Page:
Re: [Harp-L] History of harp tuning

I play steel guitar too, Richard, in several tunings. The difference is
that I can drop a six or eight string steel
from A6th to E13th in about fifteen seconds, and return it likewise, almost
always without breaking a string.
To change tunings on a harp is time consuming or expensive, often both; and
in that my local music store doesn't keep anything more exotic than a
Special 20 in Eb.

On 15 May 2014 00:45, Richard Hunter <turtlehill@xxxxxxxxxxxxx> wrote:

> Rick Dempster wrote:
> <Custom tunings amount to a Tower of Babel.
> When Robert Johnson tuned his guitar to open G; when Keith Richards or
> Sonny Landreth or Derek Trucks tune their guitars to open E; when a heavy
> metal guitarist tunes the low E string down to D to get a heavier tone; are
> those all examples of a Tower of Babel too?
> I don't see why it's perfectly okay for a guitarist to radically change
> the tuning of his instrument to make different styles easier to play, but
> it's not perfectly okay for a harmonica player to do the same.  Any
> instrument is a tool.  If you can't change the tool to do a different kind
> of job, then the tool is a prison.  That's not how it's supposed to work.
>  The tool is supposed to increase capabilities, not restrict them.
> Lots of modern harmonica music uses overblowing techniques to augment the
> built-in scale, which is certainly non-traditional (at least in terms of
> tradition before 1970, isolated examples aside), and it certainly enables
> some players to create some great stuff.  Why is non-standard tuning any
> different from that?
> Of course there are many ways to make great music, and great traditional
> harmonica music in many cases only requires a standard Richter tuning. But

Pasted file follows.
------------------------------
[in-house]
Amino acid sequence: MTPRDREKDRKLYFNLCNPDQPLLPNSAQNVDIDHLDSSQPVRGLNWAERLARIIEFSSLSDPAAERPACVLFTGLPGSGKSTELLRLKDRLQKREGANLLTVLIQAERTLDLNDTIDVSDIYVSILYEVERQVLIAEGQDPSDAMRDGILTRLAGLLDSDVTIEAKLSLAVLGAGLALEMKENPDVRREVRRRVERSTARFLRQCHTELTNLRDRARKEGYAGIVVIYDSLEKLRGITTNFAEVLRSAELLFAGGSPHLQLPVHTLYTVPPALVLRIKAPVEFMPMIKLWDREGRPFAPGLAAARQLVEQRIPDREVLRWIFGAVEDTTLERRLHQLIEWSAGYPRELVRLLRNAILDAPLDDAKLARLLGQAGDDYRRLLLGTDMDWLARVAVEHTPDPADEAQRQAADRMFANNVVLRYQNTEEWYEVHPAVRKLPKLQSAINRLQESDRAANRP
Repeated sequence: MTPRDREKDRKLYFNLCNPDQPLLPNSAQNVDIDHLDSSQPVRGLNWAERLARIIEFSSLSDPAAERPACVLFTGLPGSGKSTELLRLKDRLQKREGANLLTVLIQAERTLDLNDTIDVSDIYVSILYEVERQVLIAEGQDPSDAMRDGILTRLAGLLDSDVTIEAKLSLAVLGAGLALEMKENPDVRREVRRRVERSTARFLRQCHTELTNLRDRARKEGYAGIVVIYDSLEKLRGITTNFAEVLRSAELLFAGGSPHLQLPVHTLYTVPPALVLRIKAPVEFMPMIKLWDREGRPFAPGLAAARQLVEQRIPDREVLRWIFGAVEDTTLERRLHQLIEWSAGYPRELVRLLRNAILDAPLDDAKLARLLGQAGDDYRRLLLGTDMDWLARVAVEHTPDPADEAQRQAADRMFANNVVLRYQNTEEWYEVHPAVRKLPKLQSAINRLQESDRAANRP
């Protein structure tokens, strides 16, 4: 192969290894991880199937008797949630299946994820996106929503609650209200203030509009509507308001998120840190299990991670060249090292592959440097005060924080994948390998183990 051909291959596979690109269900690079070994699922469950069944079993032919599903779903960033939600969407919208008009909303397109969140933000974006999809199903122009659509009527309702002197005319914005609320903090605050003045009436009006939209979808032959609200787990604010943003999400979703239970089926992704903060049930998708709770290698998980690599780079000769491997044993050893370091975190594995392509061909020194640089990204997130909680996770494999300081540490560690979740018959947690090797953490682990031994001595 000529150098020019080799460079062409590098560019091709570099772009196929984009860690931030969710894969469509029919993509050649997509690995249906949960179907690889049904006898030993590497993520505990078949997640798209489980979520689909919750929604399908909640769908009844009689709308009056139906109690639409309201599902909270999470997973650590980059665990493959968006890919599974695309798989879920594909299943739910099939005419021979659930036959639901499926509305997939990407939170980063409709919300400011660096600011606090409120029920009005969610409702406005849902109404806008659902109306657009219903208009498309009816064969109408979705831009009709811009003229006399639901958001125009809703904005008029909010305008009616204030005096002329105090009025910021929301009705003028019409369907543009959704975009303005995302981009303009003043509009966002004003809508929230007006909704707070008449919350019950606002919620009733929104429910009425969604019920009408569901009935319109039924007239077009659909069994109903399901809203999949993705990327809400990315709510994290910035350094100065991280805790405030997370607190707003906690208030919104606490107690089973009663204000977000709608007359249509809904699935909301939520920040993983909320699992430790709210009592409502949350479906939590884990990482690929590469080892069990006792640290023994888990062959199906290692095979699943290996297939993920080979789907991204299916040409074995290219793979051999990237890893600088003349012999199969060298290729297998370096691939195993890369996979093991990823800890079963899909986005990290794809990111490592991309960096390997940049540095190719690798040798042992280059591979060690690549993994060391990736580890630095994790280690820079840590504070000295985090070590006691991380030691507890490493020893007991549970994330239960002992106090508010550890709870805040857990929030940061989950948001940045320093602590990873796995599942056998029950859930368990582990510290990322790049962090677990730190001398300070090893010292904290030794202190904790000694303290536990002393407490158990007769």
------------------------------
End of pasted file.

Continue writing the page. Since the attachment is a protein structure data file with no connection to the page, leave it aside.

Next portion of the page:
> if you want to make new traditions, you may very well require new tools to
> do so.
> Robert Khayat, the former Chancellor of Ole Miss during a period of steep
> change, wrote in his autobiography that everybody wants progress, but
> nobody wants change.  Unfortunately, you usually don't get the former
> without the latter.
> I'm in favor of any tool that enables a player to create great music,
> assuming of course that small children and animals are not harmed in the
> process.  (Grown men and women can watch out for themselves.)  I think
> alternate tunings pass that test.  Players who don't need those tools to
> make the music they want to make are welcome to use whatever tools they
> prefer.  For me, simple variations on Richter tuning are too easy and
> useful to pass up.  And yes, I do think the simple variations (country
> tuning, natural minor, etc.) are easy--certainly much easier than the
> transition from a diatonic harp to a chromatic, which many players
> practically take for granted.
> Regards, Richard Hunter
> author, "Jazz Harp" (Oak Publications, NYC)
> Latest mp3s and harmonica blog at
> Vids at
> Twitter: lightninrick

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